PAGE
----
WASTE OF 230 MILLION REMANDING DEFENDANTS INTO CUSTODY

Written 18th August 2014 by Olliers Solicitors

The Howard League for Penal Reform, a prison reform charity, has stated that an estimated £230 million of taxpayers’ money has last year been spent on remanding defendants into custody who have later been found not guilty or sentenced to non custodial sentences.

Frances Crook, chief executive of the Howard League, commented in respect of the matter that the figures demonstrated there was a “widespread overuse and misuse of remand”. She said:

“Our prisons are squalid and our prisoners are idle, yet the courts are continuing to remand innocent people and people accused of petty crime at huge public expense.”

“It is time to end this unjust system, which is costing the nation money that could be better spent.”

Cost Per Year

The charity stated that each prison place costs £37,000 per annum on average, and as approximately 11,500 defendants are on remand at any one time it costs the public £429 million per year.

The Bail Act 1976 governs the granting of bail from court and states the circumstances in which defendants may have bail withheld from them. New legislation was brought into force in 2012 which was introduced to reduce the number of defendants remanded into custody unnecessarily. The Legal Aid, Sentencing and Punishment of Offenders Act stipulates that unconvicted adult defendants should not be remanded into custody where there appeared to be “no real prospect” that they would be sent to jail should they be convicted.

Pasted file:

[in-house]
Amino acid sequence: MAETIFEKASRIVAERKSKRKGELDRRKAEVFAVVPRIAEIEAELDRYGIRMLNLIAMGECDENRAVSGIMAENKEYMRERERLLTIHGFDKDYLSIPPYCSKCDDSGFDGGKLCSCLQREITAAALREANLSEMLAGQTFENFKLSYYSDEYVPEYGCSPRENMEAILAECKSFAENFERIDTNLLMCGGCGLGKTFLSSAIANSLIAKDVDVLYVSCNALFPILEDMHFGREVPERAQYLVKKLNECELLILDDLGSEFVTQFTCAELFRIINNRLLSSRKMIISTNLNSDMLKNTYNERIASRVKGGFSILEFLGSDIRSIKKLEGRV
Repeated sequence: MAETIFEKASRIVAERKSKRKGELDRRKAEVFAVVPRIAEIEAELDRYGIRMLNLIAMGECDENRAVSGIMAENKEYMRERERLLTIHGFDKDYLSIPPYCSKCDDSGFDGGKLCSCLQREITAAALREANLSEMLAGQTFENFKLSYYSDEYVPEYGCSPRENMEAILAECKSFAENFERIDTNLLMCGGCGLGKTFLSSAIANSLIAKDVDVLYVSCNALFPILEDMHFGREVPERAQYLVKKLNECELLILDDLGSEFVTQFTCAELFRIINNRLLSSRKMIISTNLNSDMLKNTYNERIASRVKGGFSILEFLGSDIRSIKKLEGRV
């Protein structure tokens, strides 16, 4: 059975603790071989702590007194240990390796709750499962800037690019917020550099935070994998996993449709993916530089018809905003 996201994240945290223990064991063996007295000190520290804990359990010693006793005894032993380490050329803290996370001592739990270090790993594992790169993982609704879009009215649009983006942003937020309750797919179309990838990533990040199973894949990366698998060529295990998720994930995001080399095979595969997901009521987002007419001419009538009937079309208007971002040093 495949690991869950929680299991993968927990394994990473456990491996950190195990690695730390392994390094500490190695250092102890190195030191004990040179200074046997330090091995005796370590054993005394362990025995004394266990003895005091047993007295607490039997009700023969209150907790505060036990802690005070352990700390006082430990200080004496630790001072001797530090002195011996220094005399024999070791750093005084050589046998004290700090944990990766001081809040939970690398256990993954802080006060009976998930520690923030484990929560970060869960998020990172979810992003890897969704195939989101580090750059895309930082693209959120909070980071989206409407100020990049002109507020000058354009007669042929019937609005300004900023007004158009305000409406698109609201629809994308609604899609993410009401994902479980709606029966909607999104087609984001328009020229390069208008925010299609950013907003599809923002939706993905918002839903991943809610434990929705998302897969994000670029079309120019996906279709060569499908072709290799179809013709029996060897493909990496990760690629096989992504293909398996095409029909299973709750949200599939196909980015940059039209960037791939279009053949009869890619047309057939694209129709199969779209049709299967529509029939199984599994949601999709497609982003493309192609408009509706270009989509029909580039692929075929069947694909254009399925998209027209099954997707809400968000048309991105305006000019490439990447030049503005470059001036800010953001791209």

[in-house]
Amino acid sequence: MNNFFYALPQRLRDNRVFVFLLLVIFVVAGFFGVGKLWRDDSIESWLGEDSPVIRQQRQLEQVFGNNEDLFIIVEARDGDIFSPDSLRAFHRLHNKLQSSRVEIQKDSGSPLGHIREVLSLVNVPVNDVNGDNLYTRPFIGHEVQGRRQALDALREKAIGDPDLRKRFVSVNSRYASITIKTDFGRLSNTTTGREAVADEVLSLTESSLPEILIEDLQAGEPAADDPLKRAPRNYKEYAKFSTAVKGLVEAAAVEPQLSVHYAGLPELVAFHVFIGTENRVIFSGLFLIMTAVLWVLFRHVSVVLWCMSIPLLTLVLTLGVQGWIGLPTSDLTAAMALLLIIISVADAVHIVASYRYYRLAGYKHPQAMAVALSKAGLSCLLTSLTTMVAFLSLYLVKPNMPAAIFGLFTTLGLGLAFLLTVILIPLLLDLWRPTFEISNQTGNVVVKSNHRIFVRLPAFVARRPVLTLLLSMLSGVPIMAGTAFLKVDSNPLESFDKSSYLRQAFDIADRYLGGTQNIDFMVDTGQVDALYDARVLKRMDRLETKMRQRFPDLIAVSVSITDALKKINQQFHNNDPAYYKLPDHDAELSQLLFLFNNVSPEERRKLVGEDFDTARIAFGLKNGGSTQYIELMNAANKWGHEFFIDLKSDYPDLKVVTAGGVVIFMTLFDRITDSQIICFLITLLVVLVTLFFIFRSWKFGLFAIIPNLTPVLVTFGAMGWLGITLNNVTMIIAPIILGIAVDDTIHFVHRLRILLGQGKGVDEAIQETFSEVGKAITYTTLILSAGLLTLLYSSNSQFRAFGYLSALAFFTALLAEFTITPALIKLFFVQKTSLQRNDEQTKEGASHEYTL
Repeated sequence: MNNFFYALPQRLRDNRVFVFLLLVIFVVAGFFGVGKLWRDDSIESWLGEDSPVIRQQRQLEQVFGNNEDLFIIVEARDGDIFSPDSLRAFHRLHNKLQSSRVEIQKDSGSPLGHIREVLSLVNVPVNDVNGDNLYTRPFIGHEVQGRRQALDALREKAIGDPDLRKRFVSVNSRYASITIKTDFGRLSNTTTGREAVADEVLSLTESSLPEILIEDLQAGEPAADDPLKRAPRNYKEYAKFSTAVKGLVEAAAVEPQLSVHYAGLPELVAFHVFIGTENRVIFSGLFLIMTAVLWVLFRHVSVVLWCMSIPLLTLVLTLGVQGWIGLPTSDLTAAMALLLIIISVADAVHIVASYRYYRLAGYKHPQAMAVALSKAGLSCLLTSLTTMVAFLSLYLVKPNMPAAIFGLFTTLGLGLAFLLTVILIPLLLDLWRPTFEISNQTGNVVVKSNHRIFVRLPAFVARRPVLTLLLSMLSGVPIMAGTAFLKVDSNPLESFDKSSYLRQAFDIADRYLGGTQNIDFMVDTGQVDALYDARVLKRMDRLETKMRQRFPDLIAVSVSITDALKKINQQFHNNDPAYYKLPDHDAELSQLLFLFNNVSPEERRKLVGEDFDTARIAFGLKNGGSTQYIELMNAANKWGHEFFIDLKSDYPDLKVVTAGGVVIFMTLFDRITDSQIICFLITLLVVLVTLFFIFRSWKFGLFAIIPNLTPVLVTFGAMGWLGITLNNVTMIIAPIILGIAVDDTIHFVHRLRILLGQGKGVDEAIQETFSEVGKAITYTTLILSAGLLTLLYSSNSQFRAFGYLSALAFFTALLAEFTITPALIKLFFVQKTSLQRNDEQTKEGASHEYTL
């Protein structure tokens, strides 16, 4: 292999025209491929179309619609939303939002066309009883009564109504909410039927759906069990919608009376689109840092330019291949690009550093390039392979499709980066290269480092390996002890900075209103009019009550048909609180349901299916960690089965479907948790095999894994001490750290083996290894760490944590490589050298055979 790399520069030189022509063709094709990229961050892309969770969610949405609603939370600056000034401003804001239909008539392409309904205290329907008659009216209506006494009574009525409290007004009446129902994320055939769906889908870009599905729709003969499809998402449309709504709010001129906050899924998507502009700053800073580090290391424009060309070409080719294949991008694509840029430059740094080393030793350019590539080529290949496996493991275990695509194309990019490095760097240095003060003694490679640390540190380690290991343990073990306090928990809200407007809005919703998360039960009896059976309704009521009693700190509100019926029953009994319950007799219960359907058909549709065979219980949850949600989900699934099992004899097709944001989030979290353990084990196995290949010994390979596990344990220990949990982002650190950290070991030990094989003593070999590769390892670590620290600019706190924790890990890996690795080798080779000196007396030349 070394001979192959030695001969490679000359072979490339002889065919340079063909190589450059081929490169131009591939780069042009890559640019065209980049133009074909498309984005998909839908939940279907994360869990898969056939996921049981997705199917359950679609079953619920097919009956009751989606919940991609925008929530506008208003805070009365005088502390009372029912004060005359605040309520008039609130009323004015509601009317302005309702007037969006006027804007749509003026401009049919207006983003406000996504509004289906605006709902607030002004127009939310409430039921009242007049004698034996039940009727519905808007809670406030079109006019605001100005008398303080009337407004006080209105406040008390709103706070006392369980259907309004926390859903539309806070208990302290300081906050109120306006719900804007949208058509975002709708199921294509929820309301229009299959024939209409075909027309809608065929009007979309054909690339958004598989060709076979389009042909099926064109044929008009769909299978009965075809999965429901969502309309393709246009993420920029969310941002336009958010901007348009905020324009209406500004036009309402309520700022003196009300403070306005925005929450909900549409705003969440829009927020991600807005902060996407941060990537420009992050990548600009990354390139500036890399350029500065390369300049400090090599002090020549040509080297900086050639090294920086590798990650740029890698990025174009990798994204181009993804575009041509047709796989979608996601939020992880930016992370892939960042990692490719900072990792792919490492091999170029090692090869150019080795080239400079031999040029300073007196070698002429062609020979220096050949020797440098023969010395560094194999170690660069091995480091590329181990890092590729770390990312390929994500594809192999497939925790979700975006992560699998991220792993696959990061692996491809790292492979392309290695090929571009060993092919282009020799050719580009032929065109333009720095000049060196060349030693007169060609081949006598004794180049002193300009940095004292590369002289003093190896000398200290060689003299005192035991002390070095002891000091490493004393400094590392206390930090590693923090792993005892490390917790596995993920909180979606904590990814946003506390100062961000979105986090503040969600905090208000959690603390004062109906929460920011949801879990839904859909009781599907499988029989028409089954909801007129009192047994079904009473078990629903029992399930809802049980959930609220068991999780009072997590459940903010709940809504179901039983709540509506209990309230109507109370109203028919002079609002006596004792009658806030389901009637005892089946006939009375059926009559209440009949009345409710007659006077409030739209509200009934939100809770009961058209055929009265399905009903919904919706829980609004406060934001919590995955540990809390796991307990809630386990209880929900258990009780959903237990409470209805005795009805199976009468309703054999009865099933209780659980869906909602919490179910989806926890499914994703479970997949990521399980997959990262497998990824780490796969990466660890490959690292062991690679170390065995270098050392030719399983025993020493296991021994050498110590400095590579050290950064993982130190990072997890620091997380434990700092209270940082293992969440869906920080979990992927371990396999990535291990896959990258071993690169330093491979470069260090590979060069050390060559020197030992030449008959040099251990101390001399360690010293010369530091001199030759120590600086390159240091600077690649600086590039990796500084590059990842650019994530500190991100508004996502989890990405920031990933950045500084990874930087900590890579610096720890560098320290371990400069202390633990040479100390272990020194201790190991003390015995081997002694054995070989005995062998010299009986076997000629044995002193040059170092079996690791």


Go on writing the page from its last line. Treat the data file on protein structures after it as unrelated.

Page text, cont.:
Richard Monkhouse, Chairman of the Magistrates’ Association, said:

“Frankly, the figures from the Howard League do not give the context in which bail decisions are made.

“The decision to remand a person in custody is one of the toughest our members have to take, in doing so they are assessing risk and fulfilling their duty to apply the law.

“The suggestion that there is ‘widespread misuse’ of remand is misguided. Very careful consideration is taken by our members when doing their job in administering the law.”

Decision for Court

A spokesman for the Ministry of Justice defended the statistics and said:

“Bail and remand decisions are a matter for the court in individual cases based on the facts that are presented to the court at the time of the hearing.

“The Bail Act 1976, as amended by the Legal Aid Sentencing and Punishment of Offenders Act, imposes a strict statutory framework within which courts must make their decision.”

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